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July 2011    Download the Entire Issue (PDF) Available to the Public Vol. 26, No. 7   RSS Feed for Undercurrent Issues
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Litigation: The Dive Industry’s Biggest Threat?

viewpoints by a British dive gear maker and an American lawyer

from the July, 2011 issue of Undercurrent   Subscribe Now

We often discuss the effects of lawsuits on the dive industry. The most recent was in our February story "Who's Responsible for a Diver's Death?" in which we compared the U.S. with other countries in investigating and explaining dive-related deaths, and assigning blame. Martin Parker, managing director of the English rebreather manufacturer Ambient Pressure Diving, had something to say about the topic, based on his experiences in courts on both sides of the Atlantic. Below, he gives his opinion, referring to his experience being sued in the U.S. (read the details in our February 2009 story "Rebreather Firm Wins Its First U.S. Lawsuit) and how the trial shaped his view of the responsibilities of divers, equipment makers and the legal system.

We have been making dive equipment since 1969, and always knew the potential for a lawsuit, so when the dreaded American lawsuit came in 2004, one day before the statute of limitations ran out, it was really one of those things that "we knew would happen one day." The sad fact is that there are around 400 diving deaths globally, and just over 100 of those are in the U.S. Approximately 20 occur worldwide while using rebreathers of various makes.

With open-circuit equipment, investigations are often a straightforward affair, but that wasn't always the case. In the late 1950s, the original regulator was known as the "widow maker," but as the product becomes more widely used and people understand that there are a myriad of potentially fatal causes, there is less emphasis on blaming the equipment and more focus on what the diver did and why. Rebreathers have followed the same pattern.

One of our customers died in 2004 while using one of our Inspiration rebreathers. It is a product that has been tested several times by various third-parties and agencies including the Navy test houses worldwide. Each time, it has been found to be an extremely reliable piece of gear. Named in the broad-brush lawsuit was everyone in the chain of supply: the manufacturing company (us), the manufacturer of one of the critical components, the facilitator of the sale and his partner who owned the dive shop that allowed its credit card machine to be used to take payment, the dive instructor, the training agency, the equipment examiner, and even the dive boat owner whose boat the deceased had dived from 10 weeks prior to his death. All parties were subsequently released from the case, with the exception of the manufacturer (us), who carries the ultimate responsibility. Judges and coroners on both sides of the Atlantic were keen to allow the widow her day in court.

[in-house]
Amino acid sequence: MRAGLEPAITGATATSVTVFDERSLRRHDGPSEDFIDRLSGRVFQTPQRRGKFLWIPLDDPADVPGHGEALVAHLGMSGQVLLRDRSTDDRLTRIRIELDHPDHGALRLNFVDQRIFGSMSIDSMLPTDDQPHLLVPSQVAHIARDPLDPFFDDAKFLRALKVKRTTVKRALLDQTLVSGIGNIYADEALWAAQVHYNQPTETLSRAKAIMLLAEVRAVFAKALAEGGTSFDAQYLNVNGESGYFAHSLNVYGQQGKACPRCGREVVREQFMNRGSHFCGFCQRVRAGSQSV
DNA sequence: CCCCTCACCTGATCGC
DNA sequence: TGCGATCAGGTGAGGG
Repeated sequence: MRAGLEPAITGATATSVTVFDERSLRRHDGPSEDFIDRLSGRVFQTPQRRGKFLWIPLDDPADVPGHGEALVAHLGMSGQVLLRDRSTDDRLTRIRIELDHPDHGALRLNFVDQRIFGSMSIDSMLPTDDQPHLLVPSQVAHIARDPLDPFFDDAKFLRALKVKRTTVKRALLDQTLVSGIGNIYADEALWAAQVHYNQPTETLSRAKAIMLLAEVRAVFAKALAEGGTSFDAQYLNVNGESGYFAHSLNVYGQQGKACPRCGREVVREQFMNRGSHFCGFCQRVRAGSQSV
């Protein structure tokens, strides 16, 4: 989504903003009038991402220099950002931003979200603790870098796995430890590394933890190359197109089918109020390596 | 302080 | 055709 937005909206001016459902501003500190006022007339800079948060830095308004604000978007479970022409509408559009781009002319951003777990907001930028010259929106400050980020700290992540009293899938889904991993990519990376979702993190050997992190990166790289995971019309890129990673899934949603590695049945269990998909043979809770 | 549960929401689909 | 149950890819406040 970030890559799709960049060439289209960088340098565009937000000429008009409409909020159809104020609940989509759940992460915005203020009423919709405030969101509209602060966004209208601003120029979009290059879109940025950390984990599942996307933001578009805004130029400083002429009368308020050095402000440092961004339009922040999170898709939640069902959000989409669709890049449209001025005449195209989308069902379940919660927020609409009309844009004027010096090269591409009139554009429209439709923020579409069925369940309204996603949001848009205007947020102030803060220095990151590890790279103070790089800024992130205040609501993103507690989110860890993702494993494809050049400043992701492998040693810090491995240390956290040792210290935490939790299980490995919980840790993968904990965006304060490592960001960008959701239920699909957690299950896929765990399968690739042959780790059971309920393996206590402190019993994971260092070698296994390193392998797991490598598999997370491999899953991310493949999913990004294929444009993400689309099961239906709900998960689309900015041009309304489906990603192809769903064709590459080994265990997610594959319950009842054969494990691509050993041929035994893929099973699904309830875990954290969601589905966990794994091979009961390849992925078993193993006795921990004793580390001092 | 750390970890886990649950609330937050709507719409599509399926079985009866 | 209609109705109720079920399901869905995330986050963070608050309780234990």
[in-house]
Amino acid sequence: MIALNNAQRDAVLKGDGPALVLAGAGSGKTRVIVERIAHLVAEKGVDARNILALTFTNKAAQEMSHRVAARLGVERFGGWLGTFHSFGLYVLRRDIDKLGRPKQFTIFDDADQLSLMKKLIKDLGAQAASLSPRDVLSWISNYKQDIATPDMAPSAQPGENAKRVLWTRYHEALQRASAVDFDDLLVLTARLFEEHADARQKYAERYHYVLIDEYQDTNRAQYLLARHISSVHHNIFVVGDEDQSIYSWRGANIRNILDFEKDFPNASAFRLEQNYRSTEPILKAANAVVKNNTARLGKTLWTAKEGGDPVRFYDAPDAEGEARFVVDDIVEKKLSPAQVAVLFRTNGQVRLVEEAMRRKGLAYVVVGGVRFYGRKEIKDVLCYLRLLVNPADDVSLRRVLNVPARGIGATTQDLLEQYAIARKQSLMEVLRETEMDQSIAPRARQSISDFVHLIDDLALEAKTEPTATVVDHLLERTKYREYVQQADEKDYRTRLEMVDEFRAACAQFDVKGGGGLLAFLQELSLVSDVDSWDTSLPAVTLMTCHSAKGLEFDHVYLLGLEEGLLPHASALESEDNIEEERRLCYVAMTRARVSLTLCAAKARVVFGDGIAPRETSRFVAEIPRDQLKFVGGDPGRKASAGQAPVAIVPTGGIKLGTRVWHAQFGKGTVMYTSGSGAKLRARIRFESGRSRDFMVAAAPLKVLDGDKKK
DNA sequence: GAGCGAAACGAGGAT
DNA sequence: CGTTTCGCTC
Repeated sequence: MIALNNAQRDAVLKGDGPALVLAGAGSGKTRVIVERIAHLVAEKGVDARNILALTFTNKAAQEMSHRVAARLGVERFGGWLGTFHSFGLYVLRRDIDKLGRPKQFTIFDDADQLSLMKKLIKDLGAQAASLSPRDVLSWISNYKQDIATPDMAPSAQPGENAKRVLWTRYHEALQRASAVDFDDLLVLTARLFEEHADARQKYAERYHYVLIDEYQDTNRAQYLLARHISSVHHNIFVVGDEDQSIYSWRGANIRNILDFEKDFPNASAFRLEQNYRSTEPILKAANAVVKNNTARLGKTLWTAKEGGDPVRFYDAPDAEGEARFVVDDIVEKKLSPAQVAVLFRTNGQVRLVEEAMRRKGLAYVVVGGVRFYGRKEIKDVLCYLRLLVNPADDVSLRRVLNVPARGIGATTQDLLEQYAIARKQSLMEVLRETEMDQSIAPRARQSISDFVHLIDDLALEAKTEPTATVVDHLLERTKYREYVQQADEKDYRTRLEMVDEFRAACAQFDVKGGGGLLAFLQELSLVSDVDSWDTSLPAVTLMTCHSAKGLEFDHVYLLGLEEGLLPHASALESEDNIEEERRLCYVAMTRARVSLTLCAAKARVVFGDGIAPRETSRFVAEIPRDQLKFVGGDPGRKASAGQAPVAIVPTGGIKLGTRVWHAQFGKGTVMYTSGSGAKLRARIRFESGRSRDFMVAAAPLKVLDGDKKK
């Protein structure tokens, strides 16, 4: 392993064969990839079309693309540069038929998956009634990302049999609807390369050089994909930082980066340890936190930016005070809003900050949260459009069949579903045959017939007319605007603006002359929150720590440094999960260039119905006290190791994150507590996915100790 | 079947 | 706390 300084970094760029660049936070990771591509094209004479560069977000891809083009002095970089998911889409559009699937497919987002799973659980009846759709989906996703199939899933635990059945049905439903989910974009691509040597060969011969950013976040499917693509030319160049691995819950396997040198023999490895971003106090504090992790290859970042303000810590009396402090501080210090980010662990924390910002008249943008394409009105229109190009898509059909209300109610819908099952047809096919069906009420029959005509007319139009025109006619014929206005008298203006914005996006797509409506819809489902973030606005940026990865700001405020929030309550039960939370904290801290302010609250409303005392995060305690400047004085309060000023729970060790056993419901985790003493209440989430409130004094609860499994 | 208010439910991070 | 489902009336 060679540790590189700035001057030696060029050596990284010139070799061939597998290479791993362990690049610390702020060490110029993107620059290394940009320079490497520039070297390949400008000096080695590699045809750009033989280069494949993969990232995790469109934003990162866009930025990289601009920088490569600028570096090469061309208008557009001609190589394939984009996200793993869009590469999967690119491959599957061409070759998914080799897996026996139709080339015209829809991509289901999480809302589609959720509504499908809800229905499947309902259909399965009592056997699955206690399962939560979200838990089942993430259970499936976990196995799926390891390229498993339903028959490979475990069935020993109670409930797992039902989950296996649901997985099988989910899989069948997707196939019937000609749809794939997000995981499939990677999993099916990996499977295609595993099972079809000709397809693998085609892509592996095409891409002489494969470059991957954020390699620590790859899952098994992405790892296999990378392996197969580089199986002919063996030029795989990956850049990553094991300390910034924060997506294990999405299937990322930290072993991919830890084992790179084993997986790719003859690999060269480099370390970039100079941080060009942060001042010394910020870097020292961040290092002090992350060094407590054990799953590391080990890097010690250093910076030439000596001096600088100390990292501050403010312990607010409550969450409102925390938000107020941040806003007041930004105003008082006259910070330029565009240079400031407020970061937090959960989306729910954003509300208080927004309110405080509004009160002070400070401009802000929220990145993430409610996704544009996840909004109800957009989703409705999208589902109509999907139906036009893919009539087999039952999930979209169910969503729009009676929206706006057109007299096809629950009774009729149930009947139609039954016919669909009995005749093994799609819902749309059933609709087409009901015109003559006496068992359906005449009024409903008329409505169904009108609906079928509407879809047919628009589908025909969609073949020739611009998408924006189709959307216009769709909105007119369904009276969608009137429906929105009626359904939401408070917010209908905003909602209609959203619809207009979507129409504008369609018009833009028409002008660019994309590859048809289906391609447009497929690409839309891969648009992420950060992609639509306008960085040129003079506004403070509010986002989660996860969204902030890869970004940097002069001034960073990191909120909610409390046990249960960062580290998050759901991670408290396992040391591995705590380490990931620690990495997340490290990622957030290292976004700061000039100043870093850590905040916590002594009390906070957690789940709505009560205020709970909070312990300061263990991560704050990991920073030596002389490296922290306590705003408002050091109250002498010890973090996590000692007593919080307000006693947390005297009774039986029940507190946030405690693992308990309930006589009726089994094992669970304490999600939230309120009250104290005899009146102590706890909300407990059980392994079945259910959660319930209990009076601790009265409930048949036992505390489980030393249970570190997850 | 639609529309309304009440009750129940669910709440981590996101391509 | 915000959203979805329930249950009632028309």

Over the next six years, both parties investigated the incident. The discovery process, where you have to produce all documents pertaining to the matter, is a massive undertaking. In the end, copies of our hard disks were held with a forensic company in the U.S., and the plaintiffs were allowed to search the data. At a joint equipment inspection, we found the equipment was working exactly as it was supposed to. I repeated the dives done by the deceased so I would know what the dive site and the conditions were like that day. Three personal depositions later, we were ready to go to trial in New Hampshire.

The plaintiffs, though, were still fishing. They spent eight full days presenting their case, and at the end, it was clear to all they didn't have any evidence. They spent their eight days simply trying to trip up the various witnesses and discredit everyone involved. In contrast, our defense took just one day. The next day, we heard the summing up by both prosecution and defense before the jury deliberated. The jury was out for just 30 minutes before unanimously concluding that we the manufacturers were not responsible for the death. Federal Judge McAuliff agreed with the jury's decision, and awarded my company some of our legal costs.